I recently wrote about the right-wing plans being floated for a one-state solution. In truth, of course, the idea really encompassed two states, with Israel encompassing what is now that state and also including the West Bank, and Gaza being a Palestinian state.
Now, Israeli Foreign Minister Avigdor Lieberman is advancing the idea from the other direction. Lieberman wants Israel to finish disengaging from Gaza, renouncing all responsibility for the Strip and allowing it its freedom while cutting it off from Israel completely.
Lieberman’s plan has not met with approving ears by the international community, nor by the Palestinians, and the Netanyahu government has thus far ignored it. But it seems very likely that it, in some form, will, at some future point, connect with the notion of annexing the West Bank and become the new right-wing alternative to the traditional two-state solution.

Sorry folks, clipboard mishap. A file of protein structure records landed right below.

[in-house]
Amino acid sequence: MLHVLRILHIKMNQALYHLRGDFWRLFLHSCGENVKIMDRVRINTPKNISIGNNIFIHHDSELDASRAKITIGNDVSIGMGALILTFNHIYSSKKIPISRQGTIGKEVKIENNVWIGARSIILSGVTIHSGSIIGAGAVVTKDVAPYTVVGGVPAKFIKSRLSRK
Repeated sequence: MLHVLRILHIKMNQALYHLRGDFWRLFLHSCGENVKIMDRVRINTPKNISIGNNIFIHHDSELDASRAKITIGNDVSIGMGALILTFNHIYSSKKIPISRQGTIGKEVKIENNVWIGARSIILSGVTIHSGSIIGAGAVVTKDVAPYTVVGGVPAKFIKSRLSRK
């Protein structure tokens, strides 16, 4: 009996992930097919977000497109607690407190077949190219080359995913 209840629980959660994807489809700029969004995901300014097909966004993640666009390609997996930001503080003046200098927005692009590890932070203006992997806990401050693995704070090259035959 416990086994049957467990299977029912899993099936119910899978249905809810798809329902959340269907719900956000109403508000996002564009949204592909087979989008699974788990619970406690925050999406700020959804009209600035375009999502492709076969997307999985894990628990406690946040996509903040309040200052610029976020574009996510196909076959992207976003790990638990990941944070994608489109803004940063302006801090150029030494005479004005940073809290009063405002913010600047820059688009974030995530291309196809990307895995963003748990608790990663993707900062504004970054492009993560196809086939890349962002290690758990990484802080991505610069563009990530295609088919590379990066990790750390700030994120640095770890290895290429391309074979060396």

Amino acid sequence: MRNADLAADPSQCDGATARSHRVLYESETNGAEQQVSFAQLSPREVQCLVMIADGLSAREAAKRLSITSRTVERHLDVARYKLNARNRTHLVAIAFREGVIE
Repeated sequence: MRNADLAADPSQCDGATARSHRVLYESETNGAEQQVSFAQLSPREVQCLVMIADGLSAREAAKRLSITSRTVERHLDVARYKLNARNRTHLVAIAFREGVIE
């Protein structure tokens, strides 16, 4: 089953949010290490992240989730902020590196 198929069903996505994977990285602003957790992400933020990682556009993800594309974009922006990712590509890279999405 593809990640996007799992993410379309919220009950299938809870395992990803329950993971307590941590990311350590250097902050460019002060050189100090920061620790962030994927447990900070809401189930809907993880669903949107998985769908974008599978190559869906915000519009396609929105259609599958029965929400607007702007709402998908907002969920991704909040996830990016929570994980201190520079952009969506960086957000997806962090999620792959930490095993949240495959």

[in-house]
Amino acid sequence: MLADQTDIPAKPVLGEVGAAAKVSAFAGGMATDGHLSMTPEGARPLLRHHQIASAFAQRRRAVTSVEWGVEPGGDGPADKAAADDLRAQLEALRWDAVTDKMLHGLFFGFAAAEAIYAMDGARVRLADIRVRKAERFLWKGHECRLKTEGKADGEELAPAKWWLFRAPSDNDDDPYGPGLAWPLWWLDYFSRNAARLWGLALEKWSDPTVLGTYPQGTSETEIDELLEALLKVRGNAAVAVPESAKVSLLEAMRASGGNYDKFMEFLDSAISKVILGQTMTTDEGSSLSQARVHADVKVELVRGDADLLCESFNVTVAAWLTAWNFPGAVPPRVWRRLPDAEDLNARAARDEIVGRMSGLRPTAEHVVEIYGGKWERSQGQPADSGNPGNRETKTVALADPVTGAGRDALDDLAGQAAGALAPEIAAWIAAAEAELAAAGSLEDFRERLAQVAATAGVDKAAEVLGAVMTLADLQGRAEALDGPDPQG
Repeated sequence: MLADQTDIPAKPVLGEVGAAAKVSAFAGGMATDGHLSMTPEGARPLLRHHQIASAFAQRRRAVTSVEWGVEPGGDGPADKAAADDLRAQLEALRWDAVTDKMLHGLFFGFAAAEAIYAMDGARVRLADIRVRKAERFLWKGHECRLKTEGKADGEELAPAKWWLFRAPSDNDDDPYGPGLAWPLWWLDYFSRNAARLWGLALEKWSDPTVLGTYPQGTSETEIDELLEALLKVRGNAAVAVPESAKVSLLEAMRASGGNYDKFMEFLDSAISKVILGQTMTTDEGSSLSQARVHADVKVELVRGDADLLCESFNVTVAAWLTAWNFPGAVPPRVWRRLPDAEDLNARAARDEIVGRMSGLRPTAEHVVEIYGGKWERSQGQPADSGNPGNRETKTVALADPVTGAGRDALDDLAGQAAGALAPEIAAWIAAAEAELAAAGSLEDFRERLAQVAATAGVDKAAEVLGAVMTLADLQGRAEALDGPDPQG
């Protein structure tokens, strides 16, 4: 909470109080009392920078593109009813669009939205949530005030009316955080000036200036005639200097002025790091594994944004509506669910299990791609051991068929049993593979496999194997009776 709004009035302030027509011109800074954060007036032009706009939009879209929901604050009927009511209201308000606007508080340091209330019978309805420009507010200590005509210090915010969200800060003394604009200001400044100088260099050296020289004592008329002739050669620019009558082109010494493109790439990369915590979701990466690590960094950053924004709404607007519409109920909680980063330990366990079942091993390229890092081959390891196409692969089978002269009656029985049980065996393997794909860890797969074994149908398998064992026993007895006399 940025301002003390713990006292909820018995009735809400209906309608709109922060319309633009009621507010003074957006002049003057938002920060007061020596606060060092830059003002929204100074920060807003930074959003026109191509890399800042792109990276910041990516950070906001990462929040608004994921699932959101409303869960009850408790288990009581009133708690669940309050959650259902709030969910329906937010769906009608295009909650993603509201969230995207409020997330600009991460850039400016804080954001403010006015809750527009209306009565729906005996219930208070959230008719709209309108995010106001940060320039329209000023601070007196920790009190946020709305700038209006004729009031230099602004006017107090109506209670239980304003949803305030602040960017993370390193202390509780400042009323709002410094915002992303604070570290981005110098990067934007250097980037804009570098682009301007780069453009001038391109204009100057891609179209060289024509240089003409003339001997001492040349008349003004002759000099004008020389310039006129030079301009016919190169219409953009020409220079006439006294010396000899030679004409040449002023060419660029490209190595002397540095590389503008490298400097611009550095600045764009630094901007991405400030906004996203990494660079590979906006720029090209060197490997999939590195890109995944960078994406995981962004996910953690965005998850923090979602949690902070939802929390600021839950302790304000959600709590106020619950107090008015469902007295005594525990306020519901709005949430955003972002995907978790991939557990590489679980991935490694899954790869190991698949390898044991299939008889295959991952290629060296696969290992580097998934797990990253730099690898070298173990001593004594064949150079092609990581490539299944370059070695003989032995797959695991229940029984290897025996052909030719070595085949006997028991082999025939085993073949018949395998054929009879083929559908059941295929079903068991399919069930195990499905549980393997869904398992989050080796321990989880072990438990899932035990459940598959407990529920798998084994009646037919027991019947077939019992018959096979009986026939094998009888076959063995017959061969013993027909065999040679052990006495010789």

Lieberman’s notion and the annexationist stance should not be taken lightly. True, the ideas have little support outside of far-right circles at this point; but they have the kind of appeal that is likely to spread to the center-right and center of Israeli politics. It has the potential, in the long term, to seduce many who today are in the Kadima or Labor parties.
Lieberman’s plan, not surprisingly, has met with sharp denunciations from both Fatah and Hamas. Still, if the plan were ever realized, Hamas would certainly take the opportunity to further consolidate their rule in Gaza and begin to develop the Strip again. Indeed, such a plan would end up benefiting Hamas more than any other party. Continue reading